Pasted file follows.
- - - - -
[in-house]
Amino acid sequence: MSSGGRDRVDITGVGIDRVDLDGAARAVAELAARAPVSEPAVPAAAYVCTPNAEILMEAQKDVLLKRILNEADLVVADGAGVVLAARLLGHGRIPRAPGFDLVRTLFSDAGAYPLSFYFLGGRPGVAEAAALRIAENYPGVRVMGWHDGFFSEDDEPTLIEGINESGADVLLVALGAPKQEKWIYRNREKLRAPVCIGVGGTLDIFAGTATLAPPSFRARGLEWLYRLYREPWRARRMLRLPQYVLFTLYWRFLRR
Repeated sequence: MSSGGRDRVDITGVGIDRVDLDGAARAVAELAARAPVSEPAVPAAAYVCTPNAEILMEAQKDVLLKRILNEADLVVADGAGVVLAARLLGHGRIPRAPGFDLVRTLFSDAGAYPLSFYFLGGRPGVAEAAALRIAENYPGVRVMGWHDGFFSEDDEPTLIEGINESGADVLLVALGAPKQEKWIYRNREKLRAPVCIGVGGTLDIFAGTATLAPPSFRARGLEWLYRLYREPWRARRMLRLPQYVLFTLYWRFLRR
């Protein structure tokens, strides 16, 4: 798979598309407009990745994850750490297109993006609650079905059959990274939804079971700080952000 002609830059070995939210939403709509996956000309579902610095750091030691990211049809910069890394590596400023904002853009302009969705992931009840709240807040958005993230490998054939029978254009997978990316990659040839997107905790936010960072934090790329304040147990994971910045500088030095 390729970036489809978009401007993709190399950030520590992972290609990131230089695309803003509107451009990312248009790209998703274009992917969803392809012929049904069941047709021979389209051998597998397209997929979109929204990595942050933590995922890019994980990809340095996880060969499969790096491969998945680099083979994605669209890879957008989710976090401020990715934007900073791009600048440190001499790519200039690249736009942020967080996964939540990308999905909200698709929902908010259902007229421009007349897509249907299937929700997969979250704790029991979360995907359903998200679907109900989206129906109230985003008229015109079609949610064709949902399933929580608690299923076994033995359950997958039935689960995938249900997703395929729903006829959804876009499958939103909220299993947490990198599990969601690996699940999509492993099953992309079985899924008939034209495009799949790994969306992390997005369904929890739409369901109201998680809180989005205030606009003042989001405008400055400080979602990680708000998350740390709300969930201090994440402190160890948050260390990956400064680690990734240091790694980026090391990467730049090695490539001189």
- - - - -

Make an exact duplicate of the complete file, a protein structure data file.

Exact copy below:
[in-house]
Amino acid sequence: MSSGGRDRVDITGVGIDRVDLDGAARAVAELAARAPVSEPAVPAAAYVCTPNAEILMEAQKDVLLKRILNEADLVVADGAGVVLAARLLGHGRIPRAPGFDLVRTLFSDAGAYPLSFYFLGGRPGVAEAAALRIAENYPGVRVMGWHDGFFSEDDEPTLIEGINESGADVLLVALGAPKQEKWIYRNREKLRAPVCIGVGGTLDIFAGTATLAPPSFRARGLEWLYRLYREPWRARRMLRLPQYVLFTLYWRFLRR
Repeated sequence: MSSGGRDRVDITGVGIDRVDLDGAARAVAELAARAPVSEPAVPAAAYVCTPNAEILMEAQKDVLLKRILNEADLVVADGAGVVLAARLLGHGRIPRAPGFDLVRTLFSDAGAYPLSFYFLGGRPGVAEAAALRIAENYPGVRVMGWHDGFFSEDDEPTLIEGINESGADVLLVALGAPKQEKWIYRNREKLRAPVCIGVGGTLDIFAGTATLAPPSFRARGLEWLYRLYREPWRARRMLRLPQYVLFTLYWRFLRR
């Protein structure tokens, strides 16, 4: 798979598309407009990745994850750490297109993006609650079905059959990274939804079971700080952000 002609830059070995939210939403709509996956000309579902610095750091030691990211049809910069890394590596400023904002853009302009969705992931009840709240807040958005993230490998054939029978254009997978990316990659040839997107905790936010960072934090790329304040147990994971910045500088030095 390729970036489809978009401007993709190399950030520590992972290609990131230089695309803003509107451009990312248009790209998703274009992917969803392809012929049904069941047709021979389209051998597998397209997929979109929204990595942050933590995922890019994980990809340095996880060969499969790096491969998945680099083979994605669209890879957008989710976090401020990715934007900073791009600048440190001499790519200039690249736009942020967080996964939540990308999905909200698709929902908010259902007229421009007349897509249907299937929700997969979250704790029991979360995907359903998200679907109900989206129906109230985003008229015109079609949610064709949902399933929580608690299923076994033995359950997958039935689960995938249900997703395929729903006829959804876009499958939103909220299993947490990198599990969601690996699940999509492993099953992309079985899924008939034209495009799949790994969306992390997005369904929890739409369901109201998680809180989005205030606009003042989001405008400055400080979602990680708000998350740390709300969930201090994440402190160890948050260390990956400064680690990734240091790694980026090391990467730049090695490539001189």